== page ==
• The heart is the most active muscle in the body—it beats 72 times a minute, 4300 times an hour, 100,000+ times a day—so its nutritional demands are very high. Chronic deficiencies in certain nutrients may cause the heart to get weaker.
  • Although heart disease is the #1 killer in the United States (someone dies from it every 34 seconds), it is, to a large degree, preventable. In many cases it can be deterred, and even reversed, through optimal nutrition. Men are not the only individuals at risk, either. More women die from heart disease than from all malignancies, including breast and cervical cancer combined.
  • Primary prevention factors may revolve around micronutrients (with fat and cholesterol now being considered secondary factors). For example, phytochemicals help to prevent heart disease through destroying free radicals in the arteries, by lowering cholesterol, reducing blood pressure, and stimulating regularity of heartbeats. While research into all the roles played by micronutrients is still in its infancy, studies show that they act synergistically—that is, the whole is greater than the sum of the parts.

Tips for Lowering Your Risk of Heart Disease

  • Avoid smoking. Nicotine damages artery linings; at two+ packs per day, you trade one minute of smoking for one minute of life.
  • Exercise regularly. Aerobic exercise helps to lower blood pressure (BP) and to increase efficiency of the cardiovascular system.
  • Control your weight. It can require up to 100 miles of blood vessels per one pound of excess body fat.
  • Manage your emotions and feelings. Develop strategies to decrease anxiety and hostility and to create a positive, can do, empowering mind set.
  • Manage your food intake:
    • Ingest slightly fewer calories per meal to help increase longevity
    • Select low fat foods to help reduce plaque deposits
    • Eat high fiber foods to help prevent constipation and reduce cholesterol levels
    • Reduce sugar intake to help decrease the risk of obesity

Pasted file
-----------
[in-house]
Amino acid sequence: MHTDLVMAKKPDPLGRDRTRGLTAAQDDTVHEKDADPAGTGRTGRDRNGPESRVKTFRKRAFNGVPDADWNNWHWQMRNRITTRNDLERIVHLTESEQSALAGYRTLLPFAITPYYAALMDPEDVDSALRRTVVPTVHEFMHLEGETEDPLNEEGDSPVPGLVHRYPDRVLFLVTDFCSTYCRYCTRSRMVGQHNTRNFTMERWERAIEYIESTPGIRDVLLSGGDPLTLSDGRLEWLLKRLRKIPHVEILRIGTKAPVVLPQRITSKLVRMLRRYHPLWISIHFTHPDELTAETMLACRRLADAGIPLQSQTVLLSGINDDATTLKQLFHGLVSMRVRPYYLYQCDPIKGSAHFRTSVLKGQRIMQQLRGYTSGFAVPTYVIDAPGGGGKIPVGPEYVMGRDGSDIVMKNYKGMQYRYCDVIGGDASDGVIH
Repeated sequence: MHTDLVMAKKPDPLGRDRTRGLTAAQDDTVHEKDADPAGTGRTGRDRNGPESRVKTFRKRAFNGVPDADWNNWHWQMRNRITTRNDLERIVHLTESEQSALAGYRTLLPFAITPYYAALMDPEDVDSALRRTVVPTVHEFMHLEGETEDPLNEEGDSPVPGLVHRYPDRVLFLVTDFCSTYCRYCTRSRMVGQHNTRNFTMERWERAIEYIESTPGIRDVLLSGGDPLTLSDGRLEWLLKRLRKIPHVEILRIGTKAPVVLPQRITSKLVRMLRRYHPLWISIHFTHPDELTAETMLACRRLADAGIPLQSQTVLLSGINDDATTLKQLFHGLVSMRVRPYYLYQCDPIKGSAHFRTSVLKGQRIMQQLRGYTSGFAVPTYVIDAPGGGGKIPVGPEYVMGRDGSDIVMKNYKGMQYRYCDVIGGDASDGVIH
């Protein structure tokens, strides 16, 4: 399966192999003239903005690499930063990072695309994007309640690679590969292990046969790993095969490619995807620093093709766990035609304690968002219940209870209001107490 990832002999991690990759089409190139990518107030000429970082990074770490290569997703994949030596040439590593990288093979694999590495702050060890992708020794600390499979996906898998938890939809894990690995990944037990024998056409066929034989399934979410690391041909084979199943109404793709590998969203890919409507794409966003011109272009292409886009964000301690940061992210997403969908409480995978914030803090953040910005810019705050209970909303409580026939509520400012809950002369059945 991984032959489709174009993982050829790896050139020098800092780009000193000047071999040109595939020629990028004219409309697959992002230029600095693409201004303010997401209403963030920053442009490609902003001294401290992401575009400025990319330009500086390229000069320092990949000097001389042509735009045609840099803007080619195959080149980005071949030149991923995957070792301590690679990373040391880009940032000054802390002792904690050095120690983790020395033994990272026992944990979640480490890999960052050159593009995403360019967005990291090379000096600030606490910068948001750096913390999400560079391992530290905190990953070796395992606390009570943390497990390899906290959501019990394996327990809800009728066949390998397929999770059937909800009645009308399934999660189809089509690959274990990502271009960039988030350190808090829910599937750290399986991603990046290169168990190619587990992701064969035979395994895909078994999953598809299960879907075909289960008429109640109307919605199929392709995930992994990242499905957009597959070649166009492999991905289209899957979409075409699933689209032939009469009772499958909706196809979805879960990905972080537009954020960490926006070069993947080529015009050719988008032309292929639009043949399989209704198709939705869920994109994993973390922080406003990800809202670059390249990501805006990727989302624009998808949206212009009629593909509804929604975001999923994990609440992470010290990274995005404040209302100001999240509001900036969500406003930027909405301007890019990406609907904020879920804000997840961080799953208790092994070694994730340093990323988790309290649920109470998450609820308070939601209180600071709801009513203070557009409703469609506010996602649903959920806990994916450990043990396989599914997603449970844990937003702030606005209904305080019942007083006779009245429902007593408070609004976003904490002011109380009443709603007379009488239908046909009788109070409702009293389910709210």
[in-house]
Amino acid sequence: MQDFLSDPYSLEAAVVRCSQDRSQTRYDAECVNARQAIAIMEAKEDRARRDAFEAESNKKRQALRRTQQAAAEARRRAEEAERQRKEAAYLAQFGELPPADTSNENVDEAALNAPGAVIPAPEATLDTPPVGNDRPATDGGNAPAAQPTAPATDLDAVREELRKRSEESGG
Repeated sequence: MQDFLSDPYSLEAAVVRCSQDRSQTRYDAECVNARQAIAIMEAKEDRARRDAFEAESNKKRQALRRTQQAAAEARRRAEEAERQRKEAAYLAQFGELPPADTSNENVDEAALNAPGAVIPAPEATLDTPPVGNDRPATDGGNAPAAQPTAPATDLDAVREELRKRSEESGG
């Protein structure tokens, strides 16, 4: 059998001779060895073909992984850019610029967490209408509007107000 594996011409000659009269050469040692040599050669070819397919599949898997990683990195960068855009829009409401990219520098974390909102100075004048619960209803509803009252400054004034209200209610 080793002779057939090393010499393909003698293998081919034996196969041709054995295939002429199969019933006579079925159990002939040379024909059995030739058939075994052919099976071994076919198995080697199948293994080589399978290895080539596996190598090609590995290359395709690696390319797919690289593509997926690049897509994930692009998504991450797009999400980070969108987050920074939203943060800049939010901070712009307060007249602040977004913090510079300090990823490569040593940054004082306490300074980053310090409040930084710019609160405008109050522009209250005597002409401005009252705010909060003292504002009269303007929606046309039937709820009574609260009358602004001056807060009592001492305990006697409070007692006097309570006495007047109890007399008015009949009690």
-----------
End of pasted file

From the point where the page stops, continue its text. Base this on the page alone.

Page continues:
• Reduce salt intake to help prevent excess water retention in the body
    • Drink plenty of water to help avoid problems with constipation
  • Include Appropriate Micronutrients
    Research suggests that primary prevention factors may revolve around micronutrients (with fat/cholesterol now being considered secondary factors). For example:
    • Omega-3 fatty acids, found in tofu, can help to make the blood less likely to form clots, stabilize the heart’s muscle cells, and protect against arrhythmia
    • Vitamin E can help to halt the onset of atherosclerosis (e.g., reduce the undesirable conversion of LDL to oxidized LDL)
    • Phytochemicals can help to destroy free radicals in the arteries, lower cholesterol and blood pressure, and stimulate regularity of heartbeats
    • Beta-carotene can help to reduce the risk of heart attacks
    • Selenium can help to destroy free radicals in the heart
    • Vitamin C can help to prevent the formation of lesions on the walls of arteries
    • Garlic can help to reduce cholesterol levels

In Conclusion

Taking the green stuff didn’t magically transform my dear elderly friend into a 20-year old. Nevertheless he realized sufficient improvement in his energy levels to finish writing a sixth book--and lived happily for several more years.